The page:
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Proposed Data Collections Submitted for Public Comment and Recommendations

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Information about this document as published in the Federal Register.

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In compliance with the requirement of Section 3506(c)(2)(A) of the Paperwork Reduction Act of 1995 for opportunity for public comment on proposed data collection projects, the Centers for Disease Control and Prevention (CDC) will publish periodic summaries of proposed projects. To request more information on the proposed projects or to obtain a copy of the data collection plans and instruments, call 404-639-7570 or send comments to CDC/ATSDR LeRoy Richardson, 1600 Clifton Road, MS D-74, Atlanta, GA 30333 or send an email to

Comments are invited on: (a) Whether the proposed collection of information is necessary for the proper performance of the functions of the agency, including whether the information shall have practical utility; (b) the accuracy of the agency's estimate of the burden of the proposed collection of information; (c) ways to enhance the quality, utility, and clarity of the information to be collected; and (d) ways to minimize the burden of the collection of information on respondents, including through the use of automated collection techniques or other forms of information technology. Written comments should be received within 60 days of this notice.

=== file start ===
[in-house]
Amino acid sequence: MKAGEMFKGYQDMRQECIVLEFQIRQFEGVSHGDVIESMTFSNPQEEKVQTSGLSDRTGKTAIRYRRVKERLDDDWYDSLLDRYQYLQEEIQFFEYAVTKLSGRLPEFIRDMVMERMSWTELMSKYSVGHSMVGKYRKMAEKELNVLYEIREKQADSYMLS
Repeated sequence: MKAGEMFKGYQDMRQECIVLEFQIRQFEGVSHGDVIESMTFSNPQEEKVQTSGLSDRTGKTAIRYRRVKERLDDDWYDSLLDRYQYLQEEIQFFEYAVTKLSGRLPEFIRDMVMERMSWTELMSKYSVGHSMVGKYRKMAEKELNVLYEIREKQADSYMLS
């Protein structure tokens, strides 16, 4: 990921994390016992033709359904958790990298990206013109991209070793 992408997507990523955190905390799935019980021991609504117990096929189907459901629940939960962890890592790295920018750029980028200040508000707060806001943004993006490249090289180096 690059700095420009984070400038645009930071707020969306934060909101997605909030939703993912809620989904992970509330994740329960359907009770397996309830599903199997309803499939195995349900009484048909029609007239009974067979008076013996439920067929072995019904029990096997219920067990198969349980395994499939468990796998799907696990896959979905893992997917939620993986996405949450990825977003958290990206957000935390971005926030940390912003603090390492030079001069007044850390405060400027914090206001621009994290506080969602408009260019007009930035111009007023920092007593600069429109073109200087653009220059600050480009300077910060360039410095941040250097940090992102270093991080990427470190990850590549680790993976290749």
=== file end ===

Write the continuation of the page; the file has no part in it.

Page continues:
Proposed Project

CDC Worksite Health Scorecard—New—National Center for Chronic Disease Prevention and Health Start Printed Page 66362Promotion (NCCDPHP), Centers for Disease Control and Prevention (CDC).

Background and Brief Description

In the United States, chronic diseases such as heart disease, obesity and diabetes are among the leading causes of death and disability. Although chronic diseases are among the most common and costly health problems, they are also among the most preventable. Adopting healthy behaviors—such as eating nutritious foods, being physically active and avoiding tobacco use—can prevent the devastating effects and reduce the rates of these diseases.

Employers are recognizing the role they can play in creating healthy work environments and providing employees with opportunities to make healthy lifestyle choices. To support these efforts, the Centers for Disease Control and Prevention (CDC) plans to develop an online organizational assessment tool called the CDC Worksite Health Scorecard.